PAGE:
How the UK VAT system identifies vested interests costing us and the earth

Few realise the UK VAT system can precisely identify, at the point of sale, the major powerful global interests skewing our food system, costing us and the earth.

Here’s how it does so:

In 1940, Britain was at war, under siege. Dependent on imports (70% then in the case of food, currently ~40%), there were shortages everywhere.

So the Government introduced Purchase Tax on everything they considered ‘luxuries’. Essentials, such as food, were tax-free (zero-rated to be pernickety accurate). They still are. Purchase Tax become VAT in 1972 when the UK joined the Common Market. But not all food products then or now are tax-free.

Some still carry standard-rate VAT, products with low or no nutritional value. They include confectionery, savoury snacks such as crisps, most drinks (except nutritious drinks such as milk), ice-creams, many biscuits and other sweetened finger foods such as cereal bars.

All of these products are ‘drug-foods’; i.e. have sugar, cacao (chocolate to you or me), caffeine and/or alcohol or, as with crisps, designed to trigger a drug-like pleasure response. Consuming them in quantity harms us, thereby costing our society hard cash.

And we do consume them in quantity, our purchases fuelled by huge advertising spend, billions of dollars across the world. A quick look at this Investopedia analysis informs us of the direct correlation between advertising spend in the drinks industry and sales, and that Coca Cola and PepsiCo alone spent $6.36bn in 2017 alone.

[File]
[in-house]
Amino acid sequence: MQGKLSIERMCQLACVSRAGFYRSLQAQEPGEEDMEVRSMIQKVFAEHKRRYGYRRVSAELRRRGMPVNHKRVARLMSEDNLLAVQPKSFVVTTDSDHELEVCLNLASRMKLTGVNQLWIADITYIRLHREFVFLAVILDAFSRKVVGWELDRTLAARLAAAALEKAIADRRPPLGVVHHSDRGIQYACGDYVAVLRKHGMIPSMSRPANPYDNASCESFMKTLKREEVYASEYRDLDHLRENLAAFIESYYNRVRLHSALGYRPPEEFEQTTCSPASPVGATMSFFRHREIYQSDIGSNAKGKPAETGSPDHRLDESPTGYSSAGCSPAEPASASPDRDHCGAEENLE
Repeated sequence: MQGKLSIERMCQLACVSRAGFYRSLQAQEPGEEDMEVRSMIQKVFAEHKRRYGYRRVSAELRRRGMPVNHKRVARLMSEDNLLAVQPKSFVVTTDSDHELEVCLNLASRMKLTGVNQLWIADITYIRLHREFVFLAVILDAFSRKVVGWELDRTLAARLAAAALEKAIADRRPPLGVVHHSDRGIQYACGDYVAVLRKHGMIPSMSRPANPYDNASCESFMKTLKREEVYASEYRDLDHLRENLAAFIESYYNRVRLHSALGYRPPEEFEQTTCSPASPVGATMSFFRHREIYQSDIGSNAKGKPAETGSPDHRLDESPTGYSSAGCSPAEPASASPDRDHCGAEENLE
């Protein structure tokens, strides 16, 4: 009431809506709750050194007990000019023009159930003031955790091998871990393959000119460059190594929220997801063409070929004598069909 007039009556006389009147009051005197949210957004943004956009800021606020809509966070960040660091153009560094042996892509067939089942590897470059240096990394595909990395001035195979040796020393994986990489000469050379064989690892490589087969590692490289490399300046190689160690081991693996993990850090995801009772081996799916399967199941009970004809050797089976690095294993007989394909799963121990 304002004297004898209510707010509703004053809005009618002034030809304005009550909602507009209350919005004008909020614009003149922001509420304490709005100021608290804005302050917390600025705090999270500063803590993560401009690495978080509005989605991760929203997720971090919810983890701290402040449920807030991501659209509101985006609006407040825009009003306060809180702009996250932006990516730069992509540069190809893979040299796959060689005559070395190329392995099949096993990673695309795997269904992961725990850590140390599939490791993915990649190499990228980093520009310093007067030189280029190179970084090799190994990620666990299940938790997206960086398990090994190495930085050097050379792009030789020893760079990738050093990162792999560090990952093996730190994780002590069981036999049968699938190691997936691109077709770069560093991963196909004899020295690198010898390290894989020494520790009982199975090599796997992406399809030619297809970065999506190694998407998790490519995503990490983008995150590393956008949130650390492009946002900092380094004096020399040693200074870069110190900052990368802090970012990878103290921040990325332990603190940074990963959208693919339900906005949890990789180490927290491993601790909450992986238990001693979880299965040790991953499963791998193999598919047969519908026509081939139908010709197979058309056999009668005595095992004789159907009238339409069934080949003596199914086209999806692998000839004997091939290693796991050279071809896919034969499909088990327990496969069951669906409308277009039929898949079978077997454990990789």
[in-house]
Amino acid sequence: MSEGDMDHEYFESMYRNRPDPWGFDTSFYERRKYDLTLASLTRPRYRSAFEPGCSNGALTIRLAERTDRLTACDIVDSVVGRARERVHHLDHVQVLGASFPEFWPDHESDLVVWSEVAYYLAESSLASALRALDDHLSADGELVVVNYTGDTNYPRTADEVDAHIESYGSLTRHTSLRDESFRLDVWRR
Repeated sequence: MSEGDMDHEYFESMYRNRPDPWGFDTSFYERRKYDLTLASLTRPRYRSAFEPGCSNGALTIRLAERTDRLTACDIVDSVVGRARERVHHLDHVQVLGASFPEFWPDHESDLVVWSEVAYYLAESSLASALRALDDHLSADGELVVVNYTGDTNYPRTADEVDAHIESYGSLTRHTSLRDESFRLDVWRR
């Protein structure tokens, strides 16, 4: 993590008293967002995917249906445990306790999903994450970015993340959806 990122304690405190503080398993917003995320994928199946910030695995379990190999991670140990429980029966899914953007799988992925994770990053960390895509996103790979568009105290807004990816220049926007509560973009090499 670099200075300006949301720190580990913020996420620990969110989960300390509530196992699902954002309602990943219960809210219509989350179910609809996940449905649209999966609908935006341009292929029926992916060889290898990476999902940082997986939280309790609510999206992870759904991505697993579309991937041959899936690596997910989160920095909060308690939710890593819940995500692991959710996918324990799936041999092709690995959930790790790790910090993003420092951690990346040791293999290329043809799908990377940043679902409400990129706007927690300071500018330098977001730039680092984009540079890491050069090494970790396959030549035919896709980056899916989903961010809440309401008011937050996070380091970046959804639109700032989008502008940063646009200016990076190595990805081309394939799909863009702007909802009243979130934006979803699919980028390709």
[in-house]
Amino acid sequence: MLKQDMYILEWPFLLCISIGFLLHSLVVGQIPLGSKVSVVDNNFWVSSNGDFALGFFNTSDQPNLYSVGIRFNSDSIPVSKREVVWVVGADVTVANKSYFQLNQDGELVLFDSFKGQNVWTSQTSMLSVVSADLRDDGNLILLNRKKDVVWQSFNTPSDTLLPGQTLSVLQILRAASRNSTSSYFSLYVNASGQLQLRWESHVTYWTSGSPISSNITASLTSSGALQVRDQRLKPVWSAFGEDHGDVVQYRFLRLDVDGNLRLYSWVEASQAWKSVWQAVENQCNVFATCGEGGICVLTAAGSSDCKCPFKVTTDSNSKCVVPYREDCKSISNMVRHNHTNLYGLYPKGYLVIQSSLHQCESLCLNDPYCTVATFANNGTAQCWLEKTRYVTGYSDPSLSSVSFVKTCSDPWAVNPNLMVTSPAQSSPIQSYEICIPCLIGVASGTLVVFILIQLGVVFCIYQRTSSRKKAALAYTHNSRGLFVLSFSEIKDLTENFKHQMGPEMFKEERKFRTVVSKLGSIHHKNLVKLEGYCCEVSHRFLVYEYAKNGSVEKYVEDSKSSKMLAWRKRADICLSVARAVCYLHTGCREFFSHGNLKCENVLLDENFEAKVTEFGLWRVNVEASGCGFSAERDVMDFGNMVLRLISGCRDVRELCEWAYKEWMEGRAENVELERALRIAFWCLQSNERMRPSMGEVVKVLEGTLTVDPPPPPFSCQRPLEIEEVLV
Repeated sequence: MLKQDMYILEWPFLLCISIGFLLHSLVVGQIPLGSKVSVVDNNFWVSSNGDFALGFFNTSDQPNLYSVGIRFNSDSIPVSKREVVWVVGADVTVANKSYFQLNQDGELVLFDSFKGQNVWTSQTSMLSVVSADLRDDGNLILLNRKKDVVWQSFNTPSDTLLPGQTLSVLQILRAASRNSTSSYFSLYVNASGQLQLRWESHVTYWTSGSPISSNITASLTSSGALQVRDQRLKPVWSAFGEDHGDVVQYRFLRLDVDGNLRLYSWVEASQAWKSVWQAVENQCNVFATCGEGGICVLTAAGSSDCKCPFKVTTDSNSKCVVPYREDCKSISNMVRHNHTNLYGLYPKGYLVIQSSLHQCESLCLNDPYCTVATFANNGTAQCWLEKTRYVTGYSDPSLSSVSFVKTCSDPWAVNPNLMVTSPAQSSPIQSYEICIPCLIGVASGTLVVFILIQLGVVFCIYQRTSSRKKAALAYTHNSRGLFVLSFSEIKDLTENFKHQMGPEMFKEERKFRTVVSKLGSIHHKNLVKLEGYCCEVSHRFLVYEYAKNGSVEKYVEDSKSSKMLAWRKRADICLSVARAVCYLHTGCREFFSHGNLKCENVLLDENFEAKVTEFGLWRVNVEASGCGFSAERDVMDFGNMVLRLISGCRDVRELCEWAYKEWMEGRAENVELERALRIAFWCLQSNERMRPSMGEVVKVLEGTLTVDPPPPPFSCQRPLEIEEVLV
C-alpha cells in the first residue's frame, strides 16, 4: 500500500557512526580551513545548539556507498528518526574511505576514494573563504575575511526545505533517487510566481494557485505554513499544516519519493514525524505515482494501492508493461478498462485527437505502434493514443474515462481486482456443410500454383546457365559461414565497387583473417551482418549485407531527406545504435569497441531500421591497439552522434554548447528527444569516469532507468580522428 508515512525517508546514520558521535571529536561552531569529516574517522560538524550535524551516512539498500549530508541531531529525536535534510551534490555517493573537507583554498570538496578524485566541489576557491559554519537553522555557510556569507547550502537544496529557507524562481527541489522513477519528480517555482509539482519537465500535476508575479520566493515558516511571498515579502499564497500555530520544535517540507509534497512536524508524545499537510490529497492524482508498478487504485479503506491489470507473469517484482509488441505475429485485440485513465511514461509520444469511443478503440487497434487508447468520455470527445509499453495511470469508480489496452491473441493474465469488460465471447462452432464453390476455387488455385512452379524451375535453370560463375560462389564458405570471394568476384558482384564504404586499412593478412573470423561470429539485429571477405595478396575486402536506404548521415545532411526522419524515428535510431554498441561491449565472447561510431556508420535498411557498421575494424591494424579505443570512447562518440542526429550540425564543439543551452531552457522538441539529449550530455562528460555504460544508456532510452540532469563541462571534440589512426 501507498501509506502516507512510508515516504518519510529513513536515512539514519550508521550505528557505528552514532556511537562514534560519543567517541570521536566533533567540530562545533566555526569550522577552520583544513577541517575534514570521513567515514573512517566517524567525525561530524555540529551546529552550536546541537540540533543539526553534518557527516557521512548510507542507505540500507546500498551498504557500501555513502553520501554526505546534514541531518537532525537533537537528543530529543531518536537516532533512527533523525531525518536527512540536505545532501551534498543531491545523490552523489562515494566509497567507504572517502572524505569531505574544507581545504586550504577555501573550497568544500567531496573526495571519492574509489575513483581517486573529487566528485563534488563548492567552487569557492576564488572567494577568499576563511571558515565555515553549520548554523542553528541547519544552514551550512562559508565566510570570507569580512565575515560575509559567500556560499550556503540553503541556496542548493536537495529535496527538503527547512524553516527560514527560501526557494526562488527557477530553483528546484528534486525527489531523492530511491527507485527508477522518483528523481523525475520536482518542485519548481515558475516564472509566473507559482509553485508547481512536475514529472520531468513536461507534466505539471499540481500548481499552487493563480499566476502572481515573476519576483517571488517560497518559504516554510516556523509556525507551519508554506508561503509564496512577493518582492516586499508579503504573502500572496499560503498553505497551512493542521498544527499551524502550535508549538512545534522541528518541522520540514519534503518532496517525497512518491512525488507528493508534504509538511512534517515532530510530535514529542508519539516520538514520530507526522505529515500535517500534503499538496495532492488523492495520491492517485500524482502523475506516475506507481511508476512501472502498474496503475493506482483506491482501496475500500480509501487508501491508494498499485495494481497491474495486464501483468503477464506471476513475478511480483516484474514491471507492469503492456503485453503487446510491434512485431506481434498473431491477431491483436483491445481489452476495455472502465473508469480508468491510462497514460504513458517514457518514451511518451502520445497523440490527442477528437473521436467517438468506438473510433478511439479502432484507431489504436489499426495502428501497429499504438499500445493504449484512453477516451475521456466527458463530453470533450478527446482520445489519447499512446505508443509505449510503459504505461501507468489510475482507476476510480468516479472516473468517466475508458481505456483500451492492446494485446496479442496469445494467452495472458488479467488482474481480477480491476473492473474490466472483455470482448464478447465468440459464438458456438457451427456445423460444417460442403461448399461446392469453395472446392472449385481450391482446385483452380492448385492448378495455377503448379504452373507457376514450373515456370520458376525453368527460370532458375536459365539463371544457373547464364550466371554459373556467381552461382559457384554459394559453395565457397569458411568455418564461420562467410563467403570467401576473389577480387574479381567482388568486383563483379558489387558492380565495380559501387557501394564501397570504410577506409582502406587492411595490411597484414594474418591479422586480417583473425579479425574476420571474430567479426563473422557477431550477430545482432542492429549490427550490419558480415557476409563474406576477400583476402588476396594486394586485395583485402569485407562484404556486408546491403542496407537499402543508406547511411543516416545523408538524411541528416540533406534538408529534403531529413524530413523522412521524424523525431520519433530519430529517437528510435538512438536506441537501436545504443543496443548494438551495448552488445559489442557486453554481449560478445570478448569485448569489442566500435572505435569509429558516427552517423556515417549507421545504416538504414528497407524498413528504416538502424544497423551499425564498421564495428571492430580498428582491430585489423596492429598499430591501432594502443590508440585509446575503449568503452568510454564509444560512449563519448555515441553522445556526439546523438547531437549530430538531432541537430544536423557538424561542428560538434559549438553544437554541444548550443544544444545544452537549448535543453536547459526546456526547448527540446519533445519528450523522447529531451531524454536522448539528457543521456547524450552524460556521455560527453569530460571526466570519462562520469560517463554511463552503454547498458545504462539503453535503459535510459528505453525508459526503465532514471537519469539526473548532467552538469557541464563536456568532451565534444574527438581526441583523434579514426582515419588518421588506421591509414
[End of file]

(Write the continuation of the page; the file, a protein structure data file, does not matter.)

Perhaps therefore we shouldn’t be surprised by an impact on us here in the UK. Defra produces annual statistics on our food spend, and they put downloadable spreadsheets on-line. Our analysis of their latest (2017) Family Food stats  shows over 50% of what we spend on household food supplies goes on ‘drug foods’, nearly all of which can be identified through the UK VAT system (see chart, below).

It’s interesting to recognise that the Forbes 2018 list of the biggest food and beverage companies (below) still includes tobacco companies. And of the Top 20 on this list all sell drug-food products, a majority make and promote drug foods only.

The CMO recommends in her Annual Report 2018 that those who shape the environment for health should be held to account. A useful starting point is with these companies on the Forbes List.

Given their impact on human health, should some food and drink companies, all those involved in the drug-food business, have constraints put on advertising and product placement, as we do already with tobacco and drink companies? Ban corporate sponsorship and partnerships with national and local government, nurseries, schools, colleges, universities, research bodies and the NHS?

And is the reason for this not just for the sake of human health, but also for planetary health too?

These companies also use up increasingly scarce natural resources necessary to feed the world’s population. PepsiCo, for example, uses 6% of the UK potato crop to make Walkers crisps. In 2012, it’s been calculated that Coca Cola’s global water consumption was enough to meet the annual needs of over 2bn people.

Should limits on their use of land, soil, water and energy be put on these companies too?

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